02Feb2012: MilSciFi.com interviews Gregg Feistman,
author of the corporate thriller, The War Merchants.
MilSciFi: "Welcome. Please tell us a little
something about your novel."
Feistman: "As I said, itís a corporate
thriller, set primarily in Philadelphia and New York City, but with scenes from around the
world. An investigative journalist and
public relations professional stumble on a secret corporate cartel who, since
the end of WWII, have used their influence to manipulate governments and world events
to cause small local and regional wars around the globe, all in the name of
profit. They must expose the cartel
before its next strategic business move: the takeover of Russia."
MilSciFi: "Is this part of a large series or
Feistman: "This is my first novel and Iím
currently working on a sequel."
MilSciFi: "What inspired you to write this
Feistman: "I had this idea for a few years
before I started writing. I kept up on
the news and started doing some research and found people have no idea what the
financial cost of war is and how profitable it can be. After all, the U.S. is the world largest arms merchant."
MilSciFi: "Most authors we encounter write
novellas/novels, do you write short stories, and if so do you find it a challenge?"
Feistman: "My past writing has been as a
playwright (I had two shows off-off-Broadway many years ago) and as a freelance
MilSciFi: "Since time is of the essence for
getting a read up to speed in a short story, do you have a strategy, or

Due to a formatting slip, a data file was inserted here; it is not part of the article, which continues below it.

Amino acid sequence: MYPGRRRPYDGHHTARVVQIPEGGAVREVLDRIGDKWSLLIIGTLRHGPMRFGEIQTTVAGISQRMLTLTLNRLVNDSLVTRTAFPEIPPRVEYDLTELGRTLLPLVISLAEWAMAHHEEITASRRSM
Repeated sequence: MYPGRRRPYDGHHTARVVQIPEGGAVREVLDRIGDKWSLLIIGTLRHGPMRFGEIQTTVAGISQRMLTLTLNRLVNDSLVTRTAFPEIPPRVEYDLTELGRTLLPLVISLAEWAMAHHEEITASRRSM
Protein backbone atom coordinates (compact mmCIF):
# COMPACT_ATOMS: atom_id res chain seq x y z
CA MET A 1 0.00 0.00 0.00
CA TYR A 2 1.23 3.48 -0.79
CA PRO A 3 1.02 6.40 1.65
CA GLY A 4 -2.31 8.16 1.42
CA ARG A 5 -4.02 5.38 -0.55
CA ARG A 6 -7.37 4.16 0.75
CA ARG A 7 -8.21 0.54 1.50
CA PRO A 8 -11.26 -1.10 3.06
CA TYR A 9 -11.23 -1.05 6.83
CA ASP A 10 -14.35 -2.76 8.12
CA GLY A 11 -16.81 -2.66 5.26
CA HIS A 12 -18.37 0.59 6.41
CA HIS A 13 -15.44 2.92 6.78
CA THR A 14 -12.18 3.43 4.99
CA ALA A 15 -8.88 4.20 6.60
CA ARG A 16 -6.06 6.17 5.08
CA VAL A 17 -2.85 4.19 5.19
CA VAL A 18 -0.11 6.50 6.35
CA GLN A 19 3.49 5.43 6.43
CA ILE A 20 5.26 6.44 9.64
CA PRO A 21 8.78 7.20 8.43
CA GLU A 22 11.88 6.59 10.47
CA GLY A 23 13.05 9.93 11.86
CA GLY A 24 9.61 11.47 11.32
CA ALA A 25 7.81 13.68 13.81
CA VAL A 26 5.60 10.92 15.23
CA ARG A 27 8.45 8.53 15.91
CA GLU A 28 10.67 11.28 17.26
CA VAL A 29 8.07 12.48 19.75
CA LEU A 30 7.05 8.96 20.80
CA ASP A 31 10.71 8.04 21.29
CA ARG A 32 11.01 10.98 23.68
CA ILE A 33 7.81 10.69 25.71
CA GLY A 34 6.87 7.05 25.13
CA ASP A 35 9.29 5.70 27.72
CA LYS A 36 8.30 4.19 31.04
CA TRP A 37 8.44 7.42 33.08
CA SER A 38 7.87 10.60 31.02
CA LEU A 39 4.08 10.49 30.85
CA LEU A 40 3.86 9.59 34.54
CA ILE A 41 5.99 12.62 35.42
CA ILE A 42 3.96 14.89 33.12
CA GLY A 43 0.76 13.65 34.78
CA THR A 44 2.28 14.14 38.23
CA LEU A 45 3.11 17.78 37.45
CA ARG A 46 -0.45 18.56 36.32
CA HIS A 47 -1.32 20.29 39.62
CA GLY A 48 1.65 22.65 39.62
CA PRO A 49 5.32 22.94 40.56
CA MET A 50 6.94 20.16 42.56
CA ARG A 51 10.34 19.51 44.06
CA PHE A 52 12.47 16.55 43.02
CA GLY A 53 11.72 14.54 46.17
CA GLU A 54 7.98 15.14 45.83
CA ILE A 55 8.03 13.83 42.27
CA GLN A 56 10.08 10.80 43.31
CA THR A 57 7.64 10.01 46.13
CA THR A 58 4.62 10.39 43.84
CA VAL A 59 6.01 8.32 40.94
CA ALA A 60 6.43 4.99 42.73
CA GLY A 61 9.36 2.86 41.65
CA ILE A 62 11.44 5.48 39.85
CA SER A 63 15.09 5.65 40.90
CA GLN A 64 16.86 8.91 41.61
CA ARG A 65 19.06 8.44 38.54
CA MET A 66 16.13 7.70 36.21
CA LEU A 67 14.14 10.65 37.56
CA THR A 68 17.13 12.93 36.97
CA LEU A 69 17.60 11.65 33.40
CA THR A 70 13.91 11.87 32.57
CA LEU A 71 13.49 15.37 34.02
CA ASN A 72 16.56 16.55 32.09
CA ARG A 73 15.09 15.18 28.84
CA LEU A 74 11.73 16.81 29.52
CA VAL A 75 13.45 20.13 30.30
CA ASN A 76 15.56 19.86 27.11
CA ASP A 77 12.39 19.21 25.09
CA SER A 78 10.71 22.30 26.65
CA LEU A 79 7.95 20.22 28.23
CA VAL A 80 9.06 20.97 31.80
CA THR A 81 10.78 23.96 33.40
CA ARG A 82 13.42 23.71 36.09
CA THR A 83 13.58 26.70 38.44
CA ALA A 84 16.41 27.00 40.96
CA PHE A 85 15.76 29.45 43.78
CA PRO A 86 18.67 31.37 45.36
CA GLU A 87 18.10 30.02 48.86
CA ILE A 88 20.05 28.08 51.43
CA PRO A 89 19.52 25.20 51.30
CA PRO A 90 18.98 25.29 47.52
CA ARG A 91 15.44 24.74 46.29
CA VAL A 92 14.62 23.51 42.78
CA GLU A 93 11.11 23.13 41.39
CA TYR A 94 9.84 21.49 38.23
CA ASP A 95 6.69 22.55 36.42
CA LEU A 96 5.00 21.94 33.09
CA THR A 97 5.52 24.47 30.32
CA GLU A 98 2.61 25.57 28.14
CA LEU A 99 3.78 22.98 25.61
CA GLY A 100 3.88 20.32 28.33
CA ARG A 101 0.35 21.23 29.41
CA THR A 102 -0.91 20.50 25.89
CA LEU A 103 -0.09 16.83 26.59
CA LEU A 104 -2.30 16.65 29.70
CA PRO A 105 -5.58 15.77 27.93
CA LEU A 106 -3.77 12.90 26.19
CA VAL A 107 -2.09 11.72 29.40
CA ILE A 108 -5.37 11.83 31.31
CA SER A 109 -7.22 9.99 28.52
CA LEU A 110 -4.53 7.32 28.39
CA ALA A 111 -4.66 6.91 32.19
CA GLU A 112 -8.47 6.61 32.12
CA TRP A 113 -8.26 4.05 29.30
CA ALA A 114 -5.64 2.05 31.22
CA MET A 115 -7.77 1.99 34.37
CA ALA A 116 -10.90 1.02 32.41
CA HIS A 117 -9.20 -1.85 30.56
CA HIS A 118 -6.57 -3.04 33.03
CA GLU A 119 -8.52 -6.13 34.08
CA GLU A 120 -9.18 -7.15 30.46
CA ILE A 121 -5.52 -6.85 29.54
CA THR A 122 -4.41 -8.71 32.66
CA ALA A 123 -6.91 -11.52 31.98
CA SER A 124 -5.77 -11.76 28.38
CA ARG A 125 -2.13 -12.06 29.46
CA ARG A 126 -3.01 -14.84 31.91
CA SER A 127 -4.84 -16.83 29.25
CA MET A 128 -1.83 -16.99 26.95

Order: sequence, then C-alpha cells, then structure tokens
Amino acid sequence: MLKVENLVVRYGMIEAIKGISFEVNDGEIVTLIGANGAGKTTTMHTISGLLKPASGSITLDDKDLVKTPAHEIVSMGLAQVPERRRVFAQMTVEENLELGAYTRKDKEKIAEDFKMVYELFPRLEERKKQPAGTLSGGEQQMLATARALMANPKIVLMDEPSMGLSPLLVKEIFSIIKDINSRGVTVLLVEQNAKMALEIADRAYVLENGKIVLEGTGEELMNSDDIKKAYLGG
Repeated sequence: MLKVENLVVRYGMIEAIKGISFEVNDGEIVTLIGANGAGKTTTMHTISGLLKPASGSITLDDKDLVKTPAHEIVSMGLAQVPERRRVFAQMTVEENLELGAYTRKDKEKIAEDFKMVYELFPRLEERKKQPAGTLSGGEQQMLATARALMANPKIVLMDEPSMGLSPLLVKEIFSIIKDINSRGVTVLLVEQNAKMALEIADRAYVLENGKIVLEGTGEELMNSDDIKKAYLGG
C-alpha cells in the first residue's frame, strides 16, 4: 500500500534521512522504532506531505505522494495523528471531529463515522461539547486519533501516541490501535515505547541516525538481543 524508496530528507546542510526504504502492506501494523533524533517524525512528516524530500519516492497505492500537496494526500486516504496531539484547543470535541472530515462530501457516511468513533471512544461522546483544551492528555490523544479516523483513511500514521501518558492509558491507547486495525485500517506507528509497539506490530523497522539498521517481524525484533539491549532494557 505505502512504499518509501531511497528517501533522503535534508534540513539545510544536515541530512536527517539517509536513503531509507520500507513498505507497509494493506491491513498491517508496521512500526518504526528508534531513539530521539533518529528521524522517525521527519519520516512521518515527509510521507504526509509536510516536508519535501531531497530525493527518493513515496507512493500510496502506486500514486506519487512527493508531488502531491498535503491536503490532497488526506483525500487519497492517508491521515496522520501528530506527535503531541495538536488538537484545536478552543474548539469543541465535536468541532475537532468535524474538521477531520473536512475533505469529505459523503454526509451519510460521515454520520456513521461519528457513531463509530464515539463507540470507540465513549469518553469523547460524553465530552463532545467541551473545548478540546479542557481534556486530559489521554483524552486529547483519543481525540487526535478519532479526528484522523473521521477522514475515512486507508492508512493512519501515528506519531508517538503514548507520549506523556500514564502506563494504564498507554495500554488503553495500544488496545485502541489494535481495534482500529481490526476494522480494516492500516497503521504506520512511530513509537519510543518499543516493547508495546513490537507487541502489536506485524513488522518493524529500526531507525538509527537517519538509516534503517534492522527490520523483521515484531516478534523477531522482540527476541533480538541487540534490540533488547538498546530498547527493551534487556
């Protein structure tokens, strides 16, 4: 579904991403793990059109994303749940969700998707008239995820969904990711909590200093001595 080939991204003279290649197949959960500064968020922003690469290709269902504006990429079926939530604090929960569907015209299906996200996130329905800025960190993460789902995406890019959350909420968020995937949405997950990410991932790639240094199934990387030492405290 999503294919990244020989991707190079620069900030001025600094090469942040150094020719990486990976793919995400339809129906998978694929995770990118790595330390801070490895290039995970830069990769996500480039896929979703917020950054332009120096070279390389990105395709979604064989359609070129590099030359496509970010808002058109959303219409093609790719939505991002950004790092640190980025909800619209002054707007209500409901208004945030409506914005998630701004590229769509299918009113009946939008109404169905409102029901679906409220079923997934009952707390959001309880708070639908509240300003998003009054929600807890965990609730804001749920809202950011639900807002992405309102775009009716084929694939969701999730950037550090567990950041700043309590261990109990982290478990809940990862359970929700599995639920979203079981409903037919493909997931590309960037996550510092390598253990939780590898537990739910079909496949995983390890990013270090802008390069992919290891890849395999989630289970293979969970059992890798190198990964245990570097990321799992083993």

preferred method for doing this?"
Feistman: "In my novel, I try to hook the
reader in the first sentence, the first paragraph and preface or the first
chapter. I want to make the reader
curious as to whatís going on so they will want to read the next page and the
next page, etc."
MilSciFi: "What advice would you give the
aspiring military science fiction writer?"
Feistman: "The best advice I can to any
aspiring writer, regardless of the genre, is persistence. Writing is hard and writing well is harder
still. But if youíre a writer, you have
to write. Itís what we do, like a
painter paints, or a composer composes, a writer writes because thereís
something in their DNA that compels them to do it. If youíve got a story to tell, then do it.
Another piece of advice I can give is if youíre writing for the
money, youíre writing for the wrong reason.
Sure, itís nice to get that royalty check every once in a while, but few
writers get rich doing it. Do it because
youíve got a story to tell and you need to tell it Ė even if itís just to
yourself, family or friends.
Finally, give yourself permission to write crap. Nobody, not even Shakespeare, got it right
the first time. Everyone needs an
editor. Just get your thoughts and words
down until you have a first draft. One
of the big secrets of good writing is re-writing."
MilSciFi: "Who is your single-most influence
in science fiction and what impact have they had on our own work?"
Feistman: "I like all genres from non-fiction
to fiction. Thereís no one influence I
can cite, but I admire good writers, from Nelson DeMille to David McCullough."
MilSciFi: "What is the one thing you find the
most difficult about writing military science fiction?"
Feistman: "The most difficult thing about
writing fiction of any kind is finding the time to write Ė life often gets in
the way! But if itís important to you,
then you make or find the time to write."
MilSciFi: "Please tell us about your
publisher, and how did you came to chose them?"
Feistman: "My publisher is Strategic Book
Publisher, a division of Ingram. They
are a Print-on-Demand publisher. I was
fortunate enough to be referred to them through another publisher I had
submitted the manuscript to."
MilSciFi: "Do you have any upcoming author
Feistman: "Iím working on a couple of
in-store author appearances for this spring at the Barnes and Noble stores in Glassboro, NJ and in the Neshaminy Mall."
MilSciFi: "Thank you, for your time."